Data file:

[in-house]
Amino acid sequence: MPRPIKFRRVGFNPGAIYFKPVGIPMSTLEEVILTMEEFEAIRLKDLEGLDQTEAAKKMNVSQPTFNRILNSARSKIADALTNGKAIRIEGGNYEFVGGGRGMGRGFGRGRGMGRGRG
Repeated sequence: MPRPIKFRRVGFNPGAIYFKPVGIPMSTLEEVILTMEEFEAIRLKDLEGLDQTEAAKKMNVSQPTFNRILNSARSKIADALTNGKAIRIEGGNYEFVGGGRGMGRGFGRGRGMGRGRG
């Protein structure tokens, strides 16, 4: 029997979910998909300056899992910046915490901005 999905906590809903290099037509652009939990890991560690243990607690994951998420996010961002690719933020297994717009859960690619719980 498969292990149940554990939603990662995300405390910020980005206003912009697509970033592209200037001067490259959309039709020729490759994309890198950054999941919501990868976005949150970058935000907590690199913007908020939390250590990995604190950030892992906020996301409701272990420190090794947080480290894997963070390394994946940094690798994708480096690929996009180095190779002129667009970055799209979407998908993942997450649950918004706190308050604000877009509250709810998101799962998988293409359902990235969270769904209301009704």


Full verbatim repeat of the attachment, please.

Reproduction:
[in-house]
Amino acid sequence: MPRPIKFRRVGFNPGAIYFKPVGIPMSTLEEVILTMEEFEAIRLKDLEGLDQTEAAKKMNVSQPTFNRILNSARSKIADALTNGKAIRIEGGNYEFVGGGRGMGRGFGRGRGMGRGRG
Repeated sequence: MPRPIKFRRVGFNPGAIYFKPVGIPMSTLEEVILTMEEFEAIRLKDLEGLDQTEAAKKMNVSQPTFNRILNSARSKIADALTNGKAIRIEGGNYEFVGGGRGMGRGFGRGRGMGRGRG
């Protein structure tokens, strides 16, 4: 029997979910998909300056899992910046915490901005 999905906590809903290099037509652009939990890991560690243990607690994951998420996010961002690719933020297994717009859960690619719980 498969292990149940554990939603990662995300405390910020980005206003912009697509970033592209200037001067490259959309039709020729490759994309890198950054999941919501990868976005949150970058935000907590690199913007908020939390250590990995604190950030892992906020996301409701272990420190090794947080480290894997963070390394994946940094690798994708480096690929996009180095190779002129667009970055799209979407998908993942997450649950918004706190308050604000877009509250709810998101799962998988293409359902990235969270769904209301009704």